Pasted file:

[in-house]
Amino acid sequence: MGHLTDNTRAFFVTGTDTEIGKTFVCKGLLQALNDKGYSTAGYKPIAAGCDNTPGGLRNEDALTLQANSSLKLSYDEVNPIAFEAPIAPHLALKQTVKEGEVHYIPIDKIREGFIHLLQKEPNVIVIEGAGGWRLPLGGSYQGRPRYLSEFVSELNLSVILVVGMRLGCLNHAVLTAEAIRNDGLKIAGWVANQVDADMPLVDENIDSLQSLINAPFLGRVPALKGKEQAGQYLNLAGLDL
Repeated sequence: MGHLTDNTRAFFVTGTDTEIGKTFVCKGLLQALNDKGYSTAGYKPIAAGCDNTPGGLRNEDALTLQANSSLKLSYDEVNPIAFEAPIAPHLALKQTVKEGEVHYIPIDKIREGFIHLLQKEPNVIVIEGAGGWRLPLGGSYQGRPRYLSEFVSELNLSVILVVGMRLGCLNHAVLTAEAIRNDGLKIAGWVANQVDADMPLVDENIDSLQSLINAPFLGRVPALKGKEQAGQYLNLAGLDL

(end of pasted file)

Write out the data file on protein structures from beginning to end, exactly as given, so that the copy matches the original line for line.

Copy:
[in-house]
Amino acid sequence: MGHLTDNTRAFFVTGTDTEIGKTFVCKGLLQALNDKGYSTAGYKPIAAGCDNTPGGLRNEDALTLQANSSLKLSYDEVNPIAFEAPIAPHLALKQTVKEGEVHYIPIDKIREGFIHLLQKEPNVIVIEGAGGWRLPLGGSYQGRPRYLSEFVSELNLSVILVVGMRLGCLNHAVLTAEAIRNDGLKIAGWVANQVDADMPLVDENIDSLQSLINAPFLGRVPALKGKEQAGQYLNLAGLDL
Repeated sequence: MGHLTDNTRAFFVTGTDTEIGKTFVCKGLLQALNDKGYSTAGYKPIAAGCDNTPGGLRNEDALTLQANSSLKLSYDEVNPIAFEAPIAPHLALKQTVKEGEVHYIPIDKIREGFIHLLQKEPNVIVIEGAGGWRLPLGGSYQGRPRYLSEFVSELNLSVILVVGMRLGCLNHAVLTAEAIRNDGLKIAGWVANQVDADMPLVDENIDSLQSLINAPFLGRVPALKGKEQAGQYLNLAGLDL